Difference between revisions of "firefox-extensions"
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* [https://addons.mozilla.org/firefox// Operator] is a ''must install'' Firefox plugin as it reveals and provides easy access to the [[hCard|hCards]], [[hCalendar]] events etc. that are all over numerous websites.
Revision as of 14:14, 16 December 2012
A list of extensions for the FireFox web browser, which detect or extract microformats.
See User Interface for ways in which extensions could or do handle microformats.
- 1 Current
- 2 Generic
- 3 XSL Results
- 4 Forthcoming
- 5 Netscape Navigator
- 6 See also
Alphabetically listed, except Operator is listed at the top due to its significance.
- Operator is a must install Firefox plugin as it reveals and provides easy access to the hCards, hCalendar 1.0 events etc. that are all over numerous websites.
- BlueOrganiser BlueOrganizer Indigo Edition, released in Feb 2008 features support for hCard, hCal, adr, rel and locality. hReview is not supported yet. The support is implemented via contextual tips and menus, helping the users to lookup maps, movies, restaurants, people's profiles and more. BlueOrganizer Features Page contains description and interactive examples.
- Giftag is a social shopping universal wish list and gift registry. An add-on is available that supports hProduct.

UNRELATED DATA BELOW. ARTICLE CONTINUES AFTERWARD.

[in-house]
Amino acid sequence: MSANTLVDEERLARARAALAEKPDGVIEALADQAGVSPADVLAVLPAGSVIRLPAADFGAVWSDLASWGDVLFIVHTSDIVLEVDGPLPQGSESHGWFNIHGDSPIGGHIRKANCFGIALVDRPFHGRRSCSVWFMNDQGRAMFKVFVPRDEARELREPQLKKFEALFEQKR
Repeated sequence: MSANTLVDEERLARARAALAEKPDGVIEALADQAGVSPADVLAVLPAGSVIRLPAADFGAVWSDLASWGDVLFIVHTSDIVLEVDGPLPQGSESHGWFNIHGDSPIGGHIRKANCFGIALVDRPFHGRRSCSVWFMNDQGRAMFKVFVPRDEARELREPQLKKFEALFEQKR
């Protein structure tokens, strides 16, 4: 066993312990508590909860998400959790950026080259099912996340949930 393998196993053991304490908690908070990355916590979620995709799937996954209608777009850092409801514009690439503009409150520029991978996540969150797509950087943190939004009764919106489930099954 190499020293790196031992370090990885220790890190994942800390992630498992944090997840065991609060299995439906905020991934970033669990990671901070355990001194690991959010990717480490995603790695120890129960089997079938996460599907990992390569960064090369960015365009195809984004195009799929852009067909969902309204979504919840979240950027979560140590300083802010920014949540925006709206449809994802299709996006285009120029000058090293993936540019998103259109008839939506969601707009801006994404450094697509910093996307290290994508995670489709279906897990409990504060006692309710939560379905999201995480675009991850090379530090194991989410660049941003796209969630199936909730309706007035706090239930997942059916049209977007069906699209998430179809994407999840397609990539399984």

Google Maps for Microformats
- Google Maps for Microformats adds a 'Find on Google Maps' context menu item to a page's context menu when you right click on an adr or Geo microformat (even inside an hCard 1.0).
While these extensions include no microformat-specific tools, the can be of use to microformat publishers (or advanced users).
Glossary of Terms
Gez Lemon's Glossary of Terms displays values from
ACRONYM) elements, by listing them at the foot of the page. This extension does not work with Firefox 3, as it does not provide secure updates.
The Web Developer extension has several features which greatly aid microformat publishers, not least the ability to display
abbr values in-line.
Performs W3C-standard XQuery in Firefox. XQuery at its simplest is XPath, but allows more powerful reshaping of XML (cycling through, sorting, joining sources, etc.)--essentially SQL for XML (though also with some scripting power built in as well). XqUSEme uses Firefox's own parsing (and a few tricks) to clean up poorly-formed HTML in addition to XML.
The newest version supports Greasemonkey-like application of XQueries to specific sites, enabling potential sharing and reuse.
See also an example of using XQuery.
XSL Results allows one to apply XSLT stylesheets to a currently loaded webpage (which can be edited) or to a loaded file. Firefox's own parsing (and a few tricks) to clean up poorly-formed HTML in addition to XML.
The newest version supports Greasemonkey-like application of XSLT stylesheets to specific sites, enabling potential sharing and reuse.
See also an example of using XSLT.
- Will consider adding rel in a future update.